Lighting for the Aging Eye

Lighting for the Aging Eye

As we age, natural physical changes of our eyes decrease our visual abilities.

The pupils become smaller and take longer to respond to changes in light levels, making it more difficult  to move from bright to dark spaces or to see details in dim areas.These are simple facts, something we’ll all have to deal with sooner or later.
So what do we do to address this issue when we plan the lighting for our home, the home of a loved one or a senior client?

Since the average 65-year-old needs 2.5 times the amount of light as the average 20-year-old it’s important to make it possible to raise the overall level of light, possibly with a dimmer. A 25 to 50% increase in ambient light levels will do the trick without causing uncomfortable glare.

Plan for relatively uniform light levels and especially pay attention to the transition from one space to another. Highlighting a trip hazard without adding “fill light” could cause a trip hazard in itself! Use wall washing or light bouncing from walls in an indirect way to even out the levels of light.

Plan your outdoor lighting scheme with this in mind and consider adding a dimmer to your foyer lighting. At night, when you return from your bridge party, the walkway lights should transition smoothly into the lighting in your entry and not have too much of a contrast.  When you get ready to go shopping in the bright sunshine, however,  the foyer lights should be at a higher light level if there is not sufficient daylight available.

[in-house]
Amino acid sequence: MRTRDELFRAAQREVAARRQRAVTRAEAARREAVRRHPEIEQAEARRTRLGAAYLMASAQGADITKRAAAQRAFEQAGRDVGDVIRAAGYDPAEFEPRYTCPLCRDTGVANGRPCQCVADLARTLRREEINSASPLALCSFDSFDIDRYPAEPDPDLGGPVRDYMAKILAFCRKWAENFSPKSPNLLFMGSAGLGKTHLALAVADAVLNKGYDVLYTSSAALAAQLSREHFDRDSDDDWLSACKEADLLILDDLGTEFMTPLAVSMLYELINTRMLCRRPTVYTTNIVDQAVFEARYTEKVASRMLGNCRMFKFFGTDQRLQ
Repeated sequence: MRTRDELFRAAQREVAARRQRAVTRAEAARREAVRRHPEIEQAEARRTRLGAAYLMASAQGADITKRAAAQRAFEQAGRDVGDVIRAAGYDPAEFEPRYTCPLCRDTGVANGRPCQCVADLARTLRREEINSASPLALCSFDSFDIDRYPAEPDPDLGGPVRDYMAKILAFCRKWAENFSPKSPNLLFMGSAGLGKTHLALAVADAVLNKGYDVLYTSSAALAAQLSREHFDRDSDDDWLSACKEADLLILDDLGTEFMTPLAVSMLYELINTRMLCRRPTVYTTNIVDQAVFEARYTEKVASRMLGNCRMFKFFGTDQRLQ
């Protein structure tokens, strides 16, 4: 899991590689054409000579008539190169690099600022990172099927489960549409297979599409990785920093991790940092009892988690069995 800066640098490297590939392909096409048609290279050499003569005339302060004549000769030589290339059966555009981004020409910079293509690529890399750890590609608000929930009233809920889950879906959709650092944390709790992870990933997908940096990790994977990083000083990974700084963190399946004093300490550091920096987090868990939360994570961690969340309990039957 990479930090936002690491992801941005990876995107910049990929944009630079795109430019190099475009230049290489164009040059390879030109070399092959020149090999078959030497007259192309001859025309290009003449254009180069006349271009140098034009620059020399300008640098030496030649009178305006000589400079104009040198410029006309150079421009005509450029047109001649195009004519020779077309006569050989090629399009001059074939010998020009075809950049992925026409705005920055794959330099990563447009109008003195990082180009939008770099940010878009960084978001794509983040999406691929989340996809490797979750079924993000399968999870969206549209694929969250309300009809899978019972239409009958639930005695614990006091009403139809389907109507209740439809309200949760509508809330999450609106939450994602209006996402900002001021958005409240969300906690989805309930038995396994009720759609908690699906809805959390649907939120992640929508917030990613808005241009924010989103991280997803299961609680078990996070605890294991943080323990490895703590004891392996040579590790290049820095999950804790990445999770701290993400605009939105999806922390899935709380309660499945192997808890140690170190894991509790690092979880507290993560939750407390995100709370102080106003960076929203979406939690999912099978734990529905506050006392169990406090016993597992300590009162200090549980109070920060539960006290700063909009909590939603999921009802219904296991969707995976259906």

Reduce glare by using lots of indirect light all over the house and block the view of exposed bulbs, like in track lights by aiming them correctly.

With task lighting flexibility and a high amount of light output is key. A great reading light has enough flexibility to be moved close to the task at hand and has at least 150W if it’s a shaded incandescent lamp and preferably more than 50W if it’s a halogen reading lamp.

Lighting manufacturer Holtkoetter has initiated and supported extensive research  at the University of Colorado to study and develop the scientific basis of lighting for the aging eye and to research how good lighting can mitigate the effects of the natural physical changes we are all subjected to as time passes.
The findings were that the decrease in retinal illuminance requires a light level of more than 100 footcandles for optimal reading performance. Holtkoetter therefore chose a 75-Watt or 100-Watt Halogen light bulb by Osram. Its shape and the construction of the inside of the reflector, allow for a light level in excess of 100 footcandles. A matte glass diffuser and a reflector that focuses the light only on the reading material will reduce glare and scattering. Adjustable dimming controls and the adjustability of the physical reflector location allow the light levels to be set at the optimal position, reducing the need for the eye to adjust to different light levels.  The study resulted in a series of table, chair-side and floor reading lamps.

They are truly phenomenal. Not inexpensive, but impressive for their performance paired with a classic, sleek and elegant design and superb quality.

I am fortunate to own one of these “Ultimate Lighting Machines” and absolutely love it.

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